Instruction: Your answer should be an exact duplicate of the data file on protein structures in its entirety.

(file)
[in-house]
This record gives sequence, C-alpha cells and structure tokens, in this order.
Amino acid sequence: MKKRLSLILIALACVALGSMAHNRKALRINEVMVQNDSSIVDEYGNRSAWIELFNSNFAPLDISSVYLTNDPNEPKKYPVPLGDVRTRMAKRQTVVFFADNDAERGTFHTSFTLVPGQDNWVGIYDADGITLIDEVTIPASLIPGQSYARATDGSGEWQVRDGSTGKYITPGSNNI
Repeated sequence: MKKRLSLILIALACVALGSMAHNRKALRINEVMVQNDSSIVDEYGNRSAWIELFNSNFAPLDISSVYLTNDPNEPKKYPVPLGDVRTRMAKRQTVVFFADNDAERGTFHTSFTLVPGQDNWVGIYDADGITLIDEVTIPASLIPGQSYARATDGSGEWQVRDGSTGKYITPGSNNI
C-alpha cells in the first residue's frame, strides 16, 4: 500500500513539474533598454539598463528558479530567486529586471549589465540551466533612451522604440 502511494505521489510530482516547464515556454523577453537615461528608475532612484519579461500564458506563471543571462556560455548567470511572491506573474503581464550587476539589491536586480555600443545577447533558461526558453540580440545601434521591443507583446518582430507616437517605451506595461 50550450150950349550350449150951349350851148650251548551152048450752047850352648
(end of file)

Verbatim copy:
[in-house]
This record gives sequence, C-alpha cells and structure tokens, in this order.
Amino acid sequence: MKKRLSLILIALACVALGSMAHNRKALRINEVMVQNDSSIVDEYGNRSAWIELFNSNFAPLDISSVYLTNDPNEPKKYPVPLGDVRTRMAKRQTVVFFADNDAERGTFHTSFTLVPGQDNWVGIYDADGITLIDEVTIPASLIPGQSYARATDGSGEWQVRDGSTGKYITPGSNNI
Repeated sequence: MKKRLSLILIALACVALGSMAHNRKALRINEVMVQNDSSIVDEYGNRSAWIELFNSNFAPLDISSVYLTNDPNEPKKYPVPLGDVRTRMAKRQTVVFFADNDAERGTFHTSFTLVPGQDNWVGIYDADGITLIDEVTIPASLIPGQSYARATDGSGEWQVRDGSTGKYITPGSNNI
C-alpha cells in the first residue's frame, strides 16, 4: 500500500513539474533598454539598463528558479530567486529586471549589465540551466533612451522604440 502511494505521489510530482516547464515556454523577453537615461528608475532612484519579461500564458506563471543571462556560455548567470511572491506573474503581464550587476539589491536586480555600443545577447533558461526558453540580440545601434521591443507583446518582430507616437517605451506595461 50550450150950349550350449150951349350851148650251548551152048450752047850352648